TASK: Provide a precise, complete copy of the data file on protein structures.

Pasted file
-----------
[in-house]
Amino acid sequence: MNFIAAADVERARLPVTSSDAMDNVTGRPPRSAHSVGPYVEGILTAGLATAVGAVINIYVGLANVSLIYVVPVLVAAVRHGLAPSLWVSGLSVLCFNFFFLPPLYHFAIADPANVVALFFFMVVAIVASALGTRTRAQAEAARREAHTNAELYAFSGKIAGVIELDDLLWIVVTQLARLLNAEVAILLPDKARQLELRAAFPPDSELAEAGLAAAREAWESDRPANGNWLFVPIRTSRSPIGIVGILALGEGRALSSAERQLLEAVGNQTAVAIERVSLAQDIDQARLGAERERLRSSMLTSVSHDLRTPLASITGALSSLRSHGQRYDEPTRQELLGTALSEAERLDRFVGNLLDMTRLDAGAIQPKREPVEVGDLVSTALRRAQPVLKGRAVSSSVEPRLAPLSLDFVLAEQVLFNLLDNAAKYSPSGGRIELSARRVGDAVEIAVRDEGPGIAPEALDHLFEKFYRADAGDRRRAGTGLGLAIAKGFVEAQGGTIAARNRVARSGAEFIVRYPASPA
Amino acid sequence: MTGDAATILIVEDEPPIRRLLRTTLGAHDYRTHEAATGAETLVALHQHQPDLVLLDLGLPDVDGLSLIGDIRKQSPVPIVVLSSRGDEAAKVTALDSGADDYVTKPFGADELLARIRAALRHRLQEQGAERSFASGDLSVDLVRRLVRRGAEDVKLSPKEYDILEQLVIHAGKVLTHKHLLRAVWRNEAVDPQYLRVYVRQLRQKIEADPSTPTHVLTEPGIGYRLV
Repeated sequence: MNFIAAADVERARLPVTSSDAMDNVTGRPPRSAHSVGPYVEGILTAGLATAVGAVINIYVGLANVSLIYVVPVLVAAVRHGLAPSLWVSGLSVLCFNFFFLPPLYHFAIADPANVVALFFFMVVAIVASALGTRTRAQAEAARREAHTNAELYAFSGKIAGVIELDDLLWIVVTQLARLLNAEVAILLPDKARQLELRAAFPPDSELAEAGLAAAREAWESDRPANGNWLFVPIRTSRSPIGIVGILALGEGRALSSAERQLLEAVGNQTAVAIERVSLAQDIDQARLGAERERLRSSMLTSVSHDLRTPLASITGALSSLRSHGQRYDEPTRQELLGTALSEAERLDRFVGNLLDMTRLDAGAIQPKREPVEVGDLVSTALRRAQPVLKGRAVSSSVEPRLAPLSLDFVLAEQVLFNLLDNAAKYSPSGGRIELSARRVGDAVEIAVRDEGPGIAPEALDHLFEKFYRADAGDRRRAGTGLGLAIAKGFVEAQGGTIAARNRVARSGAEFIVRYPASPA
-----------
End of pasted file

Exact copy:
[in-house]
Amino acid sequence: MNFIAAADVERARLPVTSSDAMDNVTGRPPRSAHSVGPYVEGILTAGLATAVGAVINIYVGLANVSLIYVVPVLVAAVRHGLAPSLWVSGLSVLCFNFFFLPPLYHFAIADPANVVALFFFMVVAIVASALGTRTRAQAEAARREAHTNAELYAFSGKIAGVIELDDLLWIVVTQLARLLNAEVAILLPDKARQLELRAAFPPDSELAEAGLAAAREAWESDRPANGNWLFVPIRTSRSPIGIVGILALGEGRALSSAERQLLEAVGNQTAVAIERVSLAQDIDQARLGAERERLRSSMLTSVSHDLRTPLASITGALSSLRSHGQRYDEPTRQELLGTALSEAERLDRFVGNLLDMTRLDAGAIQPKREPVEVGDLVSTALRRAQPVLKGRAVSSSVEPRLAPLSLDFVLAEQVLFNLLDNAAKYSPSGGRIELSARRVGDAVEIAVRDEGPGIAPEALDHLFEKFYRADAGDRRRAGTGLGLAIAKGFVEAQGGTIAARNRVARSGAEFIVRYPASPA
Amino acid sequence: MTGDAATILIVEDEPPIRRLLRTTLGAHDYRTHEAATGAETLVALHQHQPDLVLLDLGLPDVDGLSLIGDIRKQSPVPIVVLSSRGDEAAKVTALDSGADDYVTKPFGADELLARIRAALRHRLQEQGAERSFASGDLSVDLVRRLVRRGAEDVKLSPKEYDILEQLVIHAGKVLTHKHLLRAVWRNEAVDPQYLRVYVRQLRQKIEADPSTPTHVLTEPGIGYRLV
Repeated sequence: MNFIAAADVERARLPVTSSDAMDNVTGRPPRSAHSVGPYVEGILTAGLATAVGAVINIYVGLANVSLIYVVPVLVAAVRHGLAPSLWVSGLSVLCFNFFFLPPLYHFAIADPANVVALFFFMVVAIVASALGTRTRAQAEAARREAHTNAELYAFSGKIAGVIELDDLLWIVVTQLARLLNAEVAILLPDKARQLELRAAFPPDSELAEAGLAAAREAWESDRPANGNWLFVPIRTSRSPIGIVGILALGEGRALSSAERQLLEAVGNQTAVAIERVSLAQDIDQARLGAERERLRSSMLTSVSHDLRTPLASITGALSSLRSHGQRYDEPTRQELLGTALSEAERLDRFVGNLLDMTRLDAGAIQPKREPVEVGDLVSTALRRAQPVLKGRAVSSSVEPRLAPLSLDFVLAEQVLFNLLDNAAKYSPSGGRIELSARRVGDAVEIAVRDEGPGIAPEALDHLFEKFYRADAGDRRRAGTGLGLAIAKGFVEAQGGTIAARNRVARSGAEFIVRYPASPA